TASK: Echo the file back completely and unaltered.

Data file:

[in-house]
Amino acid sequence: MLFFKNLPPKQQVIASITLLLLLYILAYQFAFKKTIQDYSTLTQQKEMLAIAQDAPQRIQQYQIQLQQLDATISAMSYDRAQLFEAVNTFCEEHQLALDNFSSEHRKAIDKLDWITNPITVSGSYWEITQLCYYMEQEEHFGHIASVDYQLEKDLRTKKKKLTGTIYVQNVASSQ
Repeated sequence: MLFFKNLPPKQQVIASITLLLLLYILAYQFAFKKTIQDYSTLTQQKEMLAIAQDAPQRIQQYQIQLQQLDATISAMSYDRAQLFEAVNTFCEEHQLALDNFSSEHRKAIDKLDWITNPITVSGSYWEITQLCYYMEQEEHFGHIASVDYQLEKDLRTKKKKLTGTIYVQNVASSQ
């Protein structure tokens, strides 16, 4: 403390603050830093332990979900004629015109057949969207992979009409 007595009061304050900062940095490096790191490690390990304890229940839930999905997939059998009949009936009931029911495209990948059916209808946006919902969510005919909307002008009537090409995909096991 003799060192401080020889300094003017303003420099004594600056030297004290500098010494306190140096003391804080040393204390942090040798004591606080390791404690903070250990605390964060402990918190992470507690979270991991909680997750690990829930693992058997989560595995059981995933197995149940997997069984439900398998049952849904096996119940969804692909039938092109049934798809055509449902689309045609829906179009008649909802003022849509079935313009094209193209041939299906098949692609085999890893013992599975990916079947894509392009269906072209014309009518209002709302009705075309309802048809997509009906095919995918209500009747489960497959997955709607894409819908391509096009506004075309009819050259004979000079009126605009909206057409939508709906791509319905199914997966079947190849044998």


[in-house]
Amino acid sequence: MLFFKNLPPKQQVIASITLLLLLYILAYQFAFKKTIQDYSTLTQQKEMLAIAQDAPQRIQQYQIQLQQLDATISAMSYDRAQLFEAVNTFCEEHQLALDNFSSEHRKAIDKLDWITNPITVSGSYWEITQLCYYMEQEEHFGHIASVDYQLEKDLRTKKKKLTGTIYVQNVASSQ
Repeated sequence: MLFFKNLPPKQQVIASITLLLLLYILAYQFAFKKTIQDYSTLTQQKEMLAIAQDAPQRIQQYQIQLQQLDATISAMSYDRAQLFEAVNTFCEEHQLALDNFSSEHRKAIDKLDWITNPITVSGSYWEITQLCYYMEQEEHFGHIASVDYQLEKDLRTKKKKLTGTIYVQNVASSQ
């Protein structure tokens, strides 16, 4: 403390603050830093332990979900004629015109057949969207992979009409 007595009061304050900062940095490096790191490690390990304890229940839930999905997939059998009949009936009931029911495209990948059916209808946006919902969510005919909307002008009537090409995909096991 003799060192401080020889300094003017303003420099004594600056030297004290500098010494306190140096003391804080040393204390942090040798004591606080390791404690903070250990605390964060402990918190992470507690979270991991909680997750690990829930693992058997989560595995059981995933197995149940997997069984439900398998049952849904096996119940969804692909039938092109049934798809055509449902689309045609829906179009008649909802003022849509079935313009094209193209041939299906098949692609085999890893013992599975990916079947894509392009269906072209014309009518209002709302009705075309309802048809997509009906095919995918209500009747489960497959997955709607894409819908391509096009506004075309009819050259004979000079009126605009909206057409939508709906791509319905199914997966079947190849044998």